Watched, Read, Reviewed: March 2020

Hi all. Hope everyone is well & keeping safe.

I haven’t posted any of these monthly updates since February. Obviously, it all seems a bit pointless at the moment. I’m not watching many “new to me” films anyway since I seem to be sticking with movies I’ve already seen & know that I like or think the kid would like. I’ve still kept these monthly lists in my drafts, though, so I might as well catch up on posting them. I’ll keep my thoughts brief (I can’t remember much after five months anyway). Here’s what I watched & read back in March 2020…

MOVIES REVIEWED IN MARCH

Onward – Last film I watched in the cinema. I reviewed it in full at the link. Enjoyed it but a weak entry from Pixar. – 7/10

MOVIES WATCHED IN MARCH (ranked best to worst)

This Boy’s Life – Been wanting to check this out for years to see the performances from Robert De Niro & a young Leonardo DiCaprio. Actually didn’t know beforehand that it was about author Tobias Wolff (played by DiCaprio). I then thought “Oh, I read his book The Electric Kool-Aid Acid Test!” But, never mind, that was written by Tom Wolfe. I know nothing about Tobias Wolff (except that his stepdad, played by De Niro, was a bit of an asshole). Well, they both delivered the expected good performances but biographical dramas have never really been my thing. It’s a good film but not one I’d watch again. – 7/10

Four Flies On Grey Velvet (4 mosche di velluto grigio) – Was excited to see this Dario Argento film available on Amazon Prime as I’ve been wanting to explore more of the Italian giallo horror thing since finding Phenomena interesting then thinking Deep Red was pretty damn great. Was super disappointed that Four Flies was only available dubbed in English. Argh! I hate when films are dubbed. It’s distracting & definitely ruins the film but, meh – I was in lockdown so I watched it anyway. It’s certainly nowhere near the level of Deep Red or Suspiria. As usual, there was some imagery I liked (like that doll thing up there – I love a creepy doll thing & Argento clearly does too). Shit, I dunno – I remember almost nothing about this five months later whereas I remember all of Deep Red plus its brilliant score. At least the story was ALMOST coherent in Four Flies, which I can’t say for all of Argento’s stuff (especially Inferno, which is later in this list). It also had a truly silly but fun way in which the killer got discovered so I guess I’ll give it an extra point for that. But if you’re new to Argento just watch Deep Red, which is his most accessible film. – 6.5/10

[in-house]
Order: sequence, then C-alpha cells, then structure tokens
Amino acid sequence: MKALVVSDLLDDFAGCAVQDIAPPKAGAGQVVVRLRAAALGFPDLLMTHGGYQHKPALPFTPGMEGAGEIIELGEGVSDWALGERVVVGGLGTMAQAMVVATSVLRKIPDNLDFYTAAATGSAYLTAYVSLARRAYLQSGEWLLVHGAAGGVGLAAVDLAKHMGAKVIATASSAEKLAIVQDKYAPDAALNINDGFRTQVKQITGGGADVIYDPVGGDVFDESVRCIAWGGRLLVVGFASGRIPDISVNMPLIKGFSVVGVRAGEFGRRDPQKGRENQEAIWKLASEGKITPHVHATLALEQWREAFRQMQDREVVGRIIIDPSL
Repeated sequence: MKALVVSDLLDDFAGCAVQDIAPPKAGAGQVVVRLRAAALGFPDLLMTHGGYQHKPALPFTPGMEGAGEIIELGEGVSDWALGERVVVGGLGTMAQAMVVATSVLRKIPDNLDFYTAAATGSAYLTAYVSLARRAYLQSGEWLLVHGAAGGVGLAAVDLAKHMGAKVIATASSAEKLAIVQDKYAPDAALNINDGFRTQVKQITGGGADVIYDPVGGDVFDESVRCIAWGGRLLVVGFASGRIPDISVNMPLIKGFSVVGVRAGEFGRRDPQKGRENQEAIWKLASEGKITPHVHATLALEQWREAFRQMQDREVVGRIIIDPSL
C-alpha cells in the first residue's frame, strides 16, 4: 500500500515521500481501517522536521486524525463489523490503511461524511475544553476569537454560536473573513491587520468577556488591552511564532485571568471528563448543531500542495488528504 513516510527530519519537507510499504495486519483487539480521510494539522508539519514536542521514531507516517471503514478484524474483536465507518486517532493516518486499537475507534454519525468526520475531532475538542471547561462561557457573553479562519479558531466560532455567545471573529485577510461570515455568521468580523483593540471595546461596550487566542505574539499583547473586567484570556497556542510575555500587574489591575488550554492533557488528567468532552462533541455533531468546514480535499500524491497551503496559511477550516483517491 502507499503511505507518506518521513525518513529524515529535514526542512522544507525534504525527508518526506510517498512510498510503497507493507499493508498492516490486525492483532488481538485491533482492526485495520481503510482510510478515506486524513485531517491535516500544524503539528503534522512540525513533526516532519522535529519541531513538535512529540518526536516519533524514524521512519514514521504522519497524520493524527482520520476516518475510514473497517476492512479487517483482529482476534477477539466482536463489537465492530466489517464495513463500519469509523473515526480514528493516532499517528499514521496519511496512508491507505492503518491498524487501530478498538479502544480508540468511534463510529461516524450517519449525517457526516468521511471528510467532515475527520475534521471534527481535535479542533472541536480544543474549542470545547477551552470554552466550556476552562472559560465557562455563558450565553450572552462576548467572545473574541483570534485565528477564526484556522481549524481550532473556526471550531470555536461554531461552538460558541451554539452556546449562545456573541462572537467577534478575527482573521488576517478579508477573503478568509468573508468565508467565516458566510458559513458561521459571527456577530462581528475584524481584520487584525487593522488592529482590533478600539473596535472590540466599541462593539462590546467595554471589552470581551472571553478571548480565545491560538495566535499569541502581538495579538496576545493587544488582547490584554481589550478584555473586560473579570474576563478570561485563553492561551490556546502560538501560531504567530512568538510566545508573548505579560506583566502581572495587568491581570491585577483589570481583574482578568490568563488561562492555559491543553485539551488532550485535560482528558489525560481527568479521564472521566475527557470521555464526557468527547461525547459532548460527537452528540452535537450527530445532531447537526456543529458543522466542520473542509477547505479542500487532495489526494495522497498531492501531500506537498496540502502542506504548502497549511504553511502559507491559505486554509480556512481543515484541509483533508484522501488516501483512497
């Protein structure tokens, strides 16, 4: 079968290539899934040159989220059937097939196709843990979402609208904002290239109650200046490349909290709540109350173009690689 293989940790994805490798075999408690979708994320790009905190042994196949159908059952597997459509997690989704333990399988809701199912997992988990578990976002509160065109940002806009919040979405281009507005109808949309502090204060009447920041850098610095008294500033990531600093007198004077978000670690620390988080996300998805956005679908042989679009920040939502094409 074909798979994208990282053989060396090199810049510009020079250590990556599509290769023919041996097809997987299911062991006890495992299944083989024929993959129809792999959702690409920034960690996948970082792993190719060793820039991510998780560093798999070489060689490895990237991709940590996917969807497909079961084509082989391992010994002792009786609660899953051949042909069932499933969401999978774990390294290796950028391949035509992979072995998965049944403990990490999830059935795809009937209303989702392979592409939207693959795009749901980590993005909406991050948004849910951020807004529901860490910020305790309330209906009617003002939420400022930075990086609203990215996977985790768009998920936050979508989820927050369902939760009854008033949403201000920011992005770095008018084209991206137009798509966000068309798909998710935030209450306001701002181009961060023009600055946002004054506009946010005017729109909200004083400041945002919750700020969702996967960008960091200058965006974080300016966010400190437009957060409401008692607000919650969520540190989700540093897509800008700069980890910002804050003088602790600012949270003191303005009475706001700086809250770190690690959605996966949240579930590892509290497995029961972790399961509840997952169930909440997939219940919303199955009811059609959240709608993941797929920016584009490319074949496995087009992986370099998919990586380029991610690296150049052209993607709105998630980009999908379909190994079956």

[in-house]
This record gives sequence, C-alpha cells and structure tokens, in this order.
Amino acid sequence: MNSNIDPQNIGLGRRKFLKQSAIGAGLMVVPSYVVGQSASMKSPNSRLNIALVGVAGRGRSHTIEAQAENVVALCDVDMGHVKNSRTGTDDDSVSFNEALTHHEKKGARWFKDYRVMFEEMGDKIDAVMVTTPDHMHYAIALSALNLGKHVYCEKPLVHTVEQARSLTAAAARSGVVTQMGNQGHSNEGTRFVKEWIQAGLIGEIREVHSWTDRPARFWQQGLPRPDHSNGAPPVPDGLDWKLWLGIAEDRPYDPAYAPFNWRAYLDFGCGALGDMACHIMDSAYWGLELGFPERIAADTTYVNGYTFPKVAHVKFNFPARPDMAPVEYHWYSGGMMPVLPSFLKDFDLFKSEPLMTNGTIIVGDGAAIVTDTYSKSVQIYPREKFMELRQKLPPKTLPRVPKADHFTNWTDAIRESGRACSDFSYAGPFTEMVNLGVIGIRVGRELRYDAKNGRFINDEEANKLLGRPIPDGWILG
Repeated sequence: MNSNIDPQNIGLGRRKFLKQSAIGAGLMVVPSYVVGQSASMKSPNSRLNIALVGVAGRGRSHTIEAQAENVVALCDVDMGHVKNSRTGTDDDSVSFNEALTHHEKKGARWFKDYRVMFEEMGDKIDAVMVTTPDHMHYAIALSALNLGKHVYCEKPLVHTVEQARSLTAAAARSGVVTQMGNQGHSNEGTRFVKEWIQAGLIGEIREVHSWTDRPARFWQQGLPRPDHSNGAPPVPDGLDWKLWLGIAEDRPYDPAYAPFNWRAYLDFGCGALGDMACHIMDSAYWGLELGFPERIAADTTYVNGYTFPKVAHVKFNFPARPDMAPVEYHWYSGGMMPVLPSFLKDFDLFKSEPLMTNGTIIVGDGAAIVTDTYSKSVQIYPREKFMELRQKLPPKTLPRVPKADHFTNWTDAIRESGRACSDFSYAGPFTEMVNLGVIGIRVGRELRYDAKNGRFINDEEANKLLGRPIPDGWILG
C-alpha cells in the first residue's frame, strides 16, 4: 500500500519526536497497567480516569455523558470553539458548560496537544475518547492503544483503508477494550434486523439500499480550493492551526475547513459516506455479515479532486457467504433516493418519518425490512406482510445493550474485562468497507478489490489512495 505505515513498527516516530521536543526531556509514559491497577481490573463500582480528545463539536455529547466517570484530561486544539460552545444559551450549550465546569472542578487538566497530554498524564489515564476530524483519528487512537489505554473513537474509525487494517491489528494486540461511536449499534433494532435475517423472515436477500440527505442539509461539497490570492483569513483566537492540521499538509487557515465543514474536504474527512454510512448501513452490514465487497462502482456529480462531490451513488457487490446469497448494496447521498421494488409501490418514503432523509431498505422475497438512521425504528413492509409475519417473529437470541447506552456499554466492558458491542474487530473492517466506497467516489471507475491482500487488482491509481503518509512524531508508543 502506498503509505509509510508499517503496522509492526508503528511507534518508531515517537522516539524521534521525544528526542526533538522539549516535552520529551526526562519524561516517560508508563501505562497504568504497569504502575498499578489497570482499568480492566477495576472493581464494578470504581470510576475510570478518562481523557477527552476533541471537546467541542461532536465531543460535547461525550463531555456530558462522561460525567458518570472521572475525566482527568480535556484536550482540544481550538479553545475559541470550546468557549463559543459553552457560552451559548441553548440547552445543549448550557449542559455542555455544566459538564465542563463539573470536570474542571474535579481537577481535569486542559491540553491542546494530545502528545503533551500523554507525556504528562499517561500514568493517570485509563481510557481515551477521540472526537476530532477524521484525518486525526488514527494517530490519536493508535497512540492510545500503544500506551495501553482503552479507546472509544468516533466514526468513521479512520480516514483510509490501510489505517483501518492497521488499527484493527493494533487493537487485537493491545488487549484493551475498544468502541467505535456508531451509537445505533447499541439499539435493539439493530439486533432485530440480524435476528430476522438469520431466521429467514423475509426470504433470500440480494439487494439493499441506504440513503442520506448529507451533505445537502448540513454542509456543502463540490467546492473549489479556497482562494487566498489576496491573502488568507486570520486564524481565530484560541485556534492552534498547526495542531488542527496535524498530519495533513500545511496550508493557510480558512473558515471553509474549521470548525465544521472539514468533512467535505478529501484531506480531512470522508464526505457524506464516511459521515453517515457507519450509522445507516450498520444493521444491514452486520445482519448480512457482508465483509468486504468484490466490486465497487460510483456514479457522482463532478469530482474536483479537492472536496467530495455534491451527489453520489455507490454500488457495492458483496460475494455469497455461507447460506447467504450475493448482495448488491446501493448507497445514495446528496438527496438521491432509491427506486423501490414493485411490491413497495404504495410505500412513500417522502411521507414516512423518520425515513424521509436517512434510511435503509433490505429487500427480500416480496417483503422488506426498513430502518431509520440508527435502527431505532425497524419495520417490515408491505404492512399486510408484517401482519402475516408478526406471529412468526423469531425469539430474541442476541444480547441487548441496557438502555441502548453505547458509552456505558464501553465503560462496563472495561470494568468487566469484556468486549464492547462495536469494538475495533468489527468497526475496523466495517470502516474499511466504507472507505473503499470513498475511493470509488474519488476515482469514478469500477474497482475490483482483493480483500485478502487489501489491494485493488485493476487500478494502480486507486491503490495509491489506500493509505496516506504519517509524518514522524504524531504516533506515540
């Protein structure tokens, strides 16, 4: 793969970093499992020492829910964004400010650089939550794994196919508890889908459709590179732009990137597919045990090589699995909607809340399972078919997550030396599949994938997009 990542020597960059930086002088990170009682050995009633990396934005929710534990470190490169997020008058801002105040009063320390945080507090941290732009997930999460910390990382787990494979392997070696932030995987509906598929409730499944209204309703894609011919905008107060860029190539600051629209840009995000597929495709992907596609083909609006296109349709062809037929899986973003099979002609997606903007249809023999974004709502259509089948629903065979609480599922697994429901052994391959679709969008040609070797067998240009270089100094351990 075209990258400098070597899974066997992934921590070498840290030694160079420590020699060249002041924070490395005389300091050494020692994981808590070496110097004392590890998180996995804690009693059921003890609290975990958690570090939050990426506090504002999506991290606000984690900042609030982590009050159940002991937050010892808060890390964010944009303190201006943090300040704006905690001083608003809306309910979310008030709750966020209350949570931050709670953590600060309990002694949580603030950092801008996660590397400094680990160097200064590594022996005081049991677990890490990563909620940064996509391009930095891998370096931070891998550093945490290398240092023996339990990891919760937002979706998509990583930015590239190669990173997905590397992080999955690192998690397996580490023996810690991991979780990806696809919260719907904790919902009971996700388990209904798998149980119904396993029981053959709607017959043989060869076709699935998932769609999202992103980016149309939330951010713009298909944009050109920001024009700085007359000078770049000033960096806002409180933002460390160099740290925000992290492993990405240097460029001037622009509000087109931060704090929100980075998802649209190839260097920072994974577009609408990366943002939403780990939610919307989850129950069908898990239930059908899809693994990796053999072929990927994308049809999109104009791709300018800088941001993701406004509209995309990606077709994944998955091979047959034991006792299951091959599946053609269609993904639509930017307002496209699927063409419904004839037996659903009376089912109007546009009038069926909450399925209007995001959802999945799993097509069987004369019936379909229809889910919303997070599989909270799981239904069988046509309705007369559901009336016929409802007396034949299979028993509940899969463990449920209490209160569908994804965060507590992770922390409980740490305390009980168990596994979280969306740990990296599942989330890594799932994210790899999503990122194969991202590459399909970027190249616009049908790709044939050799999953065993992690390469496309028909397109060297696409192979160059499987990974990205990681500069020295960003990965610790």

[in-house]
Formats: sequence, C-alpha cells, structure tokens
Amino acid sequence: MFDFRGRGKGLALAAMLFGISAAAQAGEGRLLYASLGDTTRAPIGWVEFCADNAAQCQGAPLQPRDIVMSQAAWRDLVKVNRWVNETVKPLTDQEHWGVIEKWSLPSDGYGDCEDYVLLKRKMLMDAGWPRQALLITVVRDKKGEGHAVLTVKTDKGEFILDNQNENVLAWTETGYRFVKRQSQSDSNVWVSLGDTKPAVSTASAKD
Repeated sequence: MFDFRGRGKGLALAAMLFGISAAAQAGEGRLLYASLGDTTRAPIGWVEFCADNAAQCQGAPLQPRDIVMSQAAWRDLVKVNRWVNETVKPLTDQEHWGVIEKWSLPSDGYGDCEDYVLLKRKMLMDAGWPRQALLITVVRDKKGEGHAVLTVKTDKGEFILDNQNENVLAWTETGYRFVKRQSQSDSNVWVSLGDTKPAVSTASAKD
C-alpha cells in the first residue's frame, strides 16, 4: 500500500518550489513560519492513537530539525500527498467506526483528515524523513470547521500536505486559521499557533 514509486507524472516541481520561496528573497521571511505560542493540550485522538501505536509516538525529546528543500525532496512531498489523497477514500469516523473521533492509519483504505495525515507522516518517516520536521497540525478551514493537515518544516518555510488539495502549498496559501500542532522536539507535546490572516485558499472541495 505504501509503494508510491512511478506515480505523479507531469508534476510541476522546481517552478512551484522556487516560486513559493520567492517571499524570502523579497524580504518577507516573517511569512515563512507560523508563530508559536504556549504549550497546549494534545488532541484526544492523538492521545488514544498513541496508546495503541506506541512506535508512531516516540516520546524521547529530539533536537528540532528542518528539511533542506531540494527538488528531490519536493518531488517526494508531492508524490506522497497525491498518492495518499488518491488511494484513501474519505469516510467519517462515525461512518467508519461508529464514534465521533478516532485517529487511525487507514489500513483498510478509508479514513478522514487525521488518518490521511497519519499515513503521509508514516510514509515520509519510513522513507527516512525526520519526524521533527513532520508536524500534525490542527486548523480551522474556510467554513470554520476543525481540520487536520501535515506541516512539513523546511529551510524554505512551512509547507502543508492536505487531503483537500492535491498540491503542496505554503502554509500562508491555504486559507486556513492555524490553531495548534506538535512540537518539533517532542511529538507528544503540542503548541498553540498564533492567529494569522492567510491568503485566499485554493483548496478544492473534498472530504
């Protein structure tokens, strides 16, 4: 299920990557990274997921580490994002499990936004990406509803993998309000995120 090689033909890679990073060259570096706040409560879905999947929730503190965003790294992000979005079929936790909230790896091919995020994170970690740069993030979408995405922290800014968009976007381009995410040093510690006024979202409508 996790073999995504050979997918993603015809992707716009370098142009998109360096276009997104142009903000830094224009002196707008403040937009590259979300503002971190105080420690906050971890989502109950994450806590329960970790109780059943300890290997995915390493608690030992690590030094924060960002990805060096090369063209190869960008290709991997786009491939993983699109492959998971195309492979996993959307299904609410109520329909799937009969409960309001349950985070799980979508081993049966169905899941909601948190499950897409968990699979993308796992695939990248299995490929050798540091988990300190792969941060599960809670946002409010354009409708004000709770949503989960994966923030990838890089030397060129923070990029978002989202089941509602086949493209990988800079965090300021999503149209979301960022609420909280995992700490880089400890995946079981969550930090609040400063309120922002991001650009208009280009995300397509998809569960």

All The Bright Places – I liked this YA novel a lot. I admit I read waaaaaay too many YA books but this was definitely one of my favorites when it comes to the romance/drama side of the genre. It had very strong characters & it left me feeling emotionally drained in a way that many YA books don’t manage as so many of them feel a bit shallow. So I highly recommend the book to fans of YA along the lines of The Perks Of Being A Wallflower, etc. The film adaptation, though? Meh. Disappointing. I didn’t feel they captured the characters at all, especially the boy & it was extremely important to get him right. You can feel his pain & desperation in the book but the film character left me a bit cold. To be fair, I don’t think this is the actor’s fault as he’s such a complex character that they never would have been able to bring to the screen in the same way. Overall, it’s an okay film so I’m sure people like it but I know just how good the book is so I’m hoping people will read the book first. Then, yes, it’s worth seeing the adaptation afterwards if you’re interested. – 6.5/10